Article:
New Films 






Dmitrii Meskhiev, Our Own, aka Us and Ours [Svoi] (2004)

reviewed by Elena Prokhorova©2005

At the XXVI International Moscow Film Festival in June 2004, Dmitrii Meskhiev’s Us hit the jackpot.  The film received the Grand Prix—the Gold St. George—for Best Film, and also picked up Best Director and Best Male Actor (Bogdan Stupka) awards.  In the six months between the film’s festival triumph and its more modest release, discussions among film connoisseurs seem to have merged with the film’s title: how did “we” beat “them” (that is, foreign films)?  Some comments sound like a paranoid throwback to the 1970s, suggesting that the “big” topic of WWII played a role in the jury’s decision, or even that Meskhiev’s film is a state commissioned work (sotszakaz) for the approaching sixtieth anniversary of the victory in the Great Patriotic War.  Be that as it may, with its $2.5 million budget, a host of popular actors, and solid camera work by Sergei Machilskii (Nika Best Cinematographer award in 2003 for Filipp Iankovskii’s In Motion), Meskhiev’s film is a serious and professional work.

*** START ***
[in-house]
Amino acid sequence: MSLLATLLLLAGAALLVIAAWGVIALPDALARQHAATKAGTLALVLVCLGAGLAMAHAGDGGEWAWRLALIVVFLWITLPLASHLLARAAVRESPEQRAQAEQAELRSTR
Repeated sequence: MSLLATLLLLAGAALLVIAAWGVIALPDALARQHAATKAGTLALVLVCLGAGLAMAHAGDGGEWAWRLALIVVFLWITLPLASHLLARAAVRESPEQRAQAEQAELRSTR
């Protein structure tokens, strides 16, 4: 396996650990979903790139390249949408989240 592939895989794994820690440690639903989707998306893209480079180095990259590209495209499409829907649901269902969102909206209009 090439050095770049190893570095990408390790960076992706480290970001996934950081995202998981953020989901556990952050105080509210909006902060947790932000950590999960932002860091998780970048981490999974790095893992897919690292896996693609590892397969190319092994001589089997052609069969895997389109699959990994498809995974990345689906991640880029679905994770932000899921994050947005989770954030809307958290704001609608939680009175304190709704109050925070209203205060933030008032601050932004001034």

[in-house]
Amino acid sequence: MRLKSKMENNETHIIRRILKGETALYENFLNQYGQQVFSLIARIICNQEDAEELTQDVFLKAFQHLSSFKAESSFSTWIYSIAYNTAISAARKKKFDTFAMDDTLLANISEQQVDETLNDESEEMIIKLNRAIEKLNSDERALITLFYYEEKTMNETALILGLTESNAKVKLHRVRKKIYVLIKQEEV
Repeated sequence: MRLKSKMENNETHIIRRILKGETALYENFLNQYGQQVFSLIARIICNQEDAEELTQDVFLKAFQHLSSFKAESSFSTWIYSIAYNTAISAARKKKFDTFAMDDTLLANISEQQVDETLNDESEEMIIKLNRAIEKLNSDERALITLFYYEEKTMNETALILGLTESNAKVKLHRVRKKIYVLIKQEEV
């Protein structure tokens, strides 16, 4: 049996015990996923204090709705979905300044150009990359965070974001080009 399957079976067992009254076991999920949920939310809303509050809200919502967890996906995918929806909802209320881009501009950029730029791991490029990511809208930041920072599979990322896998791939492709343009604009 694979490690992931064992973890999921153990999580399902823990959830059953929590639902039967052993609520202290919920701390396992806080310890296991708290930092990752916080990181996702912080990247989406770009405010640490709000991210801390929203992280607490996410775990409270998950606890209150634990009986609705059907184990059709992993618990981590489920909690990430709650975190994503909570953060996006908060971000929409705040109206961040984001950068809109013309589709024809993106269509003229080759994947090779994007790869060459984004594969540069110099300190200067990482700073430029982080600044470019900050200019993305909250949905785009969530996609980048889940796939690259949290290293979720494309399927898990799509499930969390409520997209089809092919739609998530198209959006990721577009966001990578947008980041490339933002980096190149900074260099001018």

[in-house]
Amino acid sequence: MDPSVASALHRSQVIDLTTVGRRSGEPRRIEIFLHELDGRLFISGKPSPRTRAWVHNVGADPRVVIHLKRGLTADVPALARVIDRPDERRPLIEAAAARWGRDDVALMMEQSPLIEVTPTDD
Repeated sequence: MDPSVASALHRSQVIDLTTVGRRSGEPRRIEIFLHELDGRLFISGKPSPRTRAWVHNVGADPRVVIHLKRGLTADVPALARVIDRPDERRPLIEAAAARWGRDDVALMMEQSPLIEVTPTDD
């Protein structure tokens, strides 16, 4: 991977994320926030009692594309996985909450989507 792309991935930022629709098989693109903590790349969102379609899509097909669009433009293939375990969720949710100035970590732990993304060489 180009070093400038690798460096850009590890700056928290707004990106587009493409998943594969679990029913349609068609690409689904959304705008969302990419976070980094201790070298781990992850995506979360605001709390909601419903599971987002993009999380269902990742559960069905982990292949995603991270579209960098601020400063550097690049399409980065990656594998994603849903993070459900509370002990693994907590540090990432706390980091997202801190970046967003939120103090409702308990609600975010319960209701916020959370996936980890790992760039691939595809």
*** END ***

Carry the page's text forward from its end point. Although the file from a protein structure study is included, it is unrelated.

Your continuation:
Us, indeed, belongs to a series of recent Russian films—of which Aleksandr Rogozhkin’s The Cuckoo (2002) is perhaps the most celebrated example—that turn the myth of the Great Patriotic War into an identity quest.  In many ways, this is a very traditional Russian cinema about testing humanity in the absence of good choices, appealing in its absolute formal and narrative simplicity.  Us is set in the early months of the war, as the relentless wave of the Nazi invasion pushes the Red Army further to the East.  Like Cuckoo, Meskhiev’s film sets its narrative in an indefinite location: it can be Russia, Belorussia, or Lapland.  What matters is its liminal status—it is an “occupied territory,” the space between peace and war, “us” and “them,” humanity and brutality.  And the war itself has not yet achieved the status of the Great Patriotic War in public consciousness, as the site of a mythological struggle where the sides are clear. 

            Us is a film about escape and banishment.  Having escaped from enemy fire, the two protagonists—a Russian NKVD officer (Sergei Garmash) and a Jewish commissar (Konstantin Khabenskii) hurriedly change their Red Army uniforms for peasant outfits before they are captured by the Nazis.  In the prisoners’ column, they meet a young peasant, sniper Mitka (Mikhail Evlanov).  Mitka tells them that his village is nearby, and the three escape from the column and head for the village.  Once there, they have an unpleasant surprise: Mitka’s father (Bogdan Stupka), who spent years in Siberia as a former kulak, is the village headmaster and cooperates with the Nazis.   The three characters now face the ultimate challenge: surviving among their own people.